compare-theif-joy-polyman

I will admit it – I have a habit of comparing myself to others. Some of the time it’s against people that are more successful than me, and other times it’s with people less successful than me. But all of the time it makes me feel like shit – like shit for judging them and myself, or for not being as successful as I want to be. I want to be better, I want to be more, I aspire to be as good as my idols. I don’t want to have the same issues as the other guy, I don’t want to be an amateur…

…I want to be something more than I am, but I’m not – so I compare.

This is the truth.

I’ll think to myself: “Oh I’m more advanced than that guy fucking up over there” in order to feel better about myself because I’m still fucking up or not at the “more advanced level” that I want to be. Or I’ll think to myself: “I’m just as good as that guy who has a million likes, or 400,000 followers, or superstar clients, or a new supermodel girlfriend every month, or is teaching a large audience, etc.” because I don’t have that for myself, but I feel as if I should.

If I didn’t think I should be there myself, I wouldn’t be comparing, right?

Think about it.

Do you compare yourself everyday to the Minister of Sumplase, Nobodyland? No. Why? Because you don’t care to be where he is or have what he has. If you’re not a drummer, you’ll probably never compare yourself to Rick Allen, but if you are, you’d probably do lots of comparing since the guy is a rockstar drummer with only one arm. If you’re not into yoga, you’d never get upset at some other yogi advancing faster than you (even though “you’re more spiritual and eat salads full of kale and spirulina”).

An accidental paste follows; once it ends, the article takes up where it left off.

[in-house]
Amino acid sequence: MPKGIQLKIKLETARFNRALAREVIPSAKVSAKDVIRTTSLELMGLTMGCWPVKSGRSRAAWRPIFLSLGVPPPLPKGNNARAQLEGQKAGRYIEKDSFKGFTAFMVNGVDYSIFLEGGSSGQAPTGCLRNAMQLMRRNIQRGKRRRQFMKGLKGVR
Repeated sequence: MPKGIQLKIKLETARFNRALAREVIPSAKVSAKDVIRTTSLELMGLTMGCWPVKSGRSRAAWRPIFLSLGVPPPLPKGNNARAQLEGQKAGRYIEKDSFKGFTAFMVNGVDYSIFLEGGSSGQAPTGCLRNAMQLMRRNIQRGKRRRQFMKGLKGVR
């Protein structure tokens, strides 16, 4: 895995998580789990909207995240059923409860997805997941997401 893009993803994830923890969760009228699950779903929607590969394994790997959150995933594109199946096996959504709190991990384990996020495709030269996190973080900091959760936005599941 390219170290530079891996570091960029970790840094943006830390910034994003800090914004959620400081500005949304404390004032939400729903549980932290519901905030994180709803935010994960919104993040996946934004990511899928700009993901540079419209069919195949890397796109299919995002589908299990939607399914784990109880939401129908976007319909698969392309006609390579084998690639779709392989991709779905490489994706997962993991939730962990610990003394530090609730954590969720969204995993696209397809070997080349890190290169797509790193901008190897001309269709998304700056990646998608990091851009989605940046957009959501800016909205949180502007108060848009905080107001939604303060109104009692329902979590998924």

So why do we do this?

Main Reason 1: We’re Not Really Happy

The comparisons we have between ourselves and others comes from a lack. A lack of satisfaction, fulfillment, contentment, and acceptance. We compare when we’re not truly happy. Have you ever felt so blissful that you felt the intense urge to pay attention to somebody who was more or less happy? No. You were too busy in a state of ecstasy to even notice, let alone begin analyzing your comparisons.

If you’re comparing one gift to the other, your current socks with a pair of new ones, the curves of the girl you’re on a date with to your ex-girlfriend’s, the size of your arms with the guy-at-the-gym’s, your gold card with somebody’s black card, or even your “size” to another’s – it’s a safe bet there’s some discontent or insecurity at the root of it.

This doesn’t mean I’m saying all comparing is bad. Not at all. We have a natural, ingrained tendency to compare – our brains are wired that way for survival – but when it’s compulsive and making you (or the other person) miserable, there’s something more to it that evolutionary, biological wiring.

Main Reason 2: Success Is Relative

Everyone’s definition of success is different, and everyone is working on different things at different times. Sure, somebody may be further down a path, more experienced, getting better results, and even have quantifiable evidence to show they are more successful – but what does that even prove?